Rare photos give glimpse into 1950s miniature zoo

Rare photos give glimpse into 1950s miniature zoo
The Singapore Miniature Zoo in West Coast Road, started by the late Mr Tong Seng Mun in 1957. The 2ha zoo eventually closed in the early 1960s due to trade sanctions during Konfrontasi, and an international wildlife treaty which started regulating the trade.

SINGAPORE - Most children would have been happy with a dog or cat, but when Mr Tong Kok Kong was four, he had a tapir following at his heels.

The large pig-like animal had some exotic neighbours: lions, panthers, sun bears, sea lions, a rhinoceros, a baby elephant and birds of paradise, to name a few.

They were the residents of a miniature zoo in Pasir Panjang back in the 1950s and 1960s, owned by the boy's father, Mr Tong Seng Mun.

Almost 80 never-before-seen photos of the menagerie - one of six zoos that had sprung up at the time - can soon be seen by the public. They will be uploaded on the National Archives of Singapore's online database by September.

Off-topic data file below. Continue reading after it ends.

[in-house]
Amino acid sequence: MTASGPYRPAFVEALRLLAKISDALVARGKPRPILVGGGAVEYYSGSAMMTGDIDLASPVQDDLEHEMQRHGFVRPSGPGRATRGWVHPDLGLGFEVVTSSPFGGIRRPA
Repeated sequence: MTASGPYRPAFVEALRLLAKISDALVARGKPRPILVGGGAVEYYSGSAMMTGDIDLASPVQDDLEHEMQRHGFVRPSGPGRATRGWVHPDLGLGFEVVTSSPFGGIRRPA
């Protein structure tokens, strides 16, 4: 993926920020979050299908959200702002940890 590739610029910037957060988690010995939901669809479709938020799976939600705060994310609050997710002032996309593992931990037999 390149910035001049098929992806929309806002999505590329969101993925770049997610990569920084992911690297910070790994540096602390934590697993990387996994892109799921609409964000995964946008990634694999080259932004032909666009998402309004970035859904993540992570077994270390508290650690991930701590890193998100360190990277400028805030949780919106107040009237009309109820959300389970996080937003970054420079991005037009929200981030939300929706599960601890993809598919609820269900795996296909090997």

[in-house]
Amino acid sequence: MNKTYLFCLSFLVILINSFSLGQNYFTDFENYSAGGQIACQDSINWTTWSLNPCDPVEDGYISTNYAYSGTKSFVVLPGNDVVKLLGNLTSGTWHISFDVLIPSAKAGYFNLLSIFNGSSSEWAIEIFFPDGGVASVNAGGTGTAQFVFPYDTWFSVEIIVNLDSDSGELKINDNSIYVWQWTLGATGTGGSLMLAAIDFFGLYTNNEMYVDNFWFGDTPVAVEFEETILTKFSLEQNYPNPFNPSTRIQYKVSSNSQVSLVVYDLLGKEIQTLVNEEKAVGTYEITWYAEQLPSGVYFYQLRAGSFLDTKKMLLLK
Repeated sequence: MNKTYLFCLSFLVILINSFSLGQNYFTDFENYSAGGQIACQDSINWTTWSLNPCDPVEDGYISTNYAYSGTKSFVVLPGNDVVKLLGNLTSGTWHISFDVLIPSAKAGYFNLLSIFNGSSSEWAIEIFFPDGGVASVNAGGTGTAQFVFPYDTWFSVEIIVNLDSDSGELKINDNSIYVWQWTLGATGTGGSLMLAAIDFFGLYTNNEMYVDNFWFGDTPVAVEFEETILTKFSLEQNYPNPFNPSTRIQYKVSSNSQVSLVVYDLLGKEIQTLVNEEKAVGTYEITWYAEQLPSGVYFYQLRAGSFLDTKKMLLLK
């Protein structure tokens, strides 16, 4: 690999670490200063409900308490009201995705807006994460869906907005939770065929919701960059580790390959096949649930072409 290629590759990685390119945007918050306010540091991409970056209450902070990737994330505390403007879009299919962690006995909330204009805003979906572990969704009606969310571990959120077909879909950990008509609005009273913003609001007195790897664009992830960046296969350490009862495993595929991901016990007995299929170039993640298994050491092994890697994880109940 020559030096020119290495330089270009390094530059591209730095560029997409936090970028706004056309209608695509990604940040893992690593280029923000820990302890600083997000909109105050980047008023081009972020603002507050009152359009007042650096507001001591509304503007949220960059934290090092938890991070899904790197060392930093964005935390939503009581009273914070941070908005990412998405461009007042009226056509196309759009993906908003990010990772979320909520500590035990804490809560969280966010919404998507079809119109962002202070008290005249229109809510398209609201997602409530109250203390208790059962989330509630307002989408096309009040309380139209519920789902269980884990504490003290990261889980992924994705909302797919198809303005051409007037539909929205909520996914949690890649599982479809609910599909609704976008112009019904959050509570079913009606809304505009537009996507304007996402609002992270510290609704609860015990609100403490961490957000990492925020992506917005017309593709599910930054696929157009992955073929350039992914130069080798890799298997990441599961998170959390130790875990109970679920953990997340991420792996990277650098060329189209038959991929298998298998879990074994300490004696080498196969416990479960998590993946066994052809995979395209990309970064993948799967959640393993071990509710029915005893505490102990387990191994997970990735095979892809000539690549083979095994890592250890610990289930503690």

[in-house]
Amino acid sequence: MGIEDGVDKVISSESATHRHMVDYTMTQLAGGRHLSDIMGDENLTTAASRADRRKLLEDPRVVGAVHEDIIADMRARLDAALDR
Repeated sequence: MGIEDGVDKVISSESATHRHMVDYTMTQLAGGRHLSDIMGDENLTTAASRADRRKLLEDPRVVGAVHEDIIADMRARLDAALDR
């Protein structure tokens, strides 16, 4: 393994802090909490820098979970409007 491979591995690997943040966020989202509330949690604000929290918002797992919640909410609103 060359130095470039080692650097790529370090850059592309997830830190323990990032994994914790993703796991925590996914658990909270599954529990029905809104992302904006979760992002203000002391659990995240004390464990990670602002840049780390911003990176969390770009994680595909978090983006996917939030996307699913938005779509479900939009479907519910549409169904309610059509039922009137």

The late Mr Tong's three sons have loaned the photos from the family's private collection to the National Heritage Board (NHB) for digitisation and archiving. The rare photos are gems, said Mr Alvin Tan, the group director of policy at the board. "Such contributions help piece together a more complete picture of the country's history," he said.

The 2ha Singapore Miniature Zoo at 189 West Coast Road was started by the late Mr Tong in 1957, as the medicated oil business he had inherited from his grandfather was not doing well. So he decided to diversify into the lucrative wildlife trade.

Back then, Singapore was a thriving wildlife hub and tradesmen imported mainly tropical freshwater fish, birds and reptiles from countries such as Malaysia and Indonesia. They would then export them to zoos, aquariums and research laboratories in Europe, America and Japan.

Mr Tong went a step further. He opened up his showroom to the public, charging a small fee to supplement the family's income.

The younger Mr Tong - now 68 and managing director of the family's medicated oil and balm business Chop Wah On - fondly remembers growing up among the menagerie.

"The tapir was my best friend for the few months it was with us before it was exported. It would follow me around the compound," he said.

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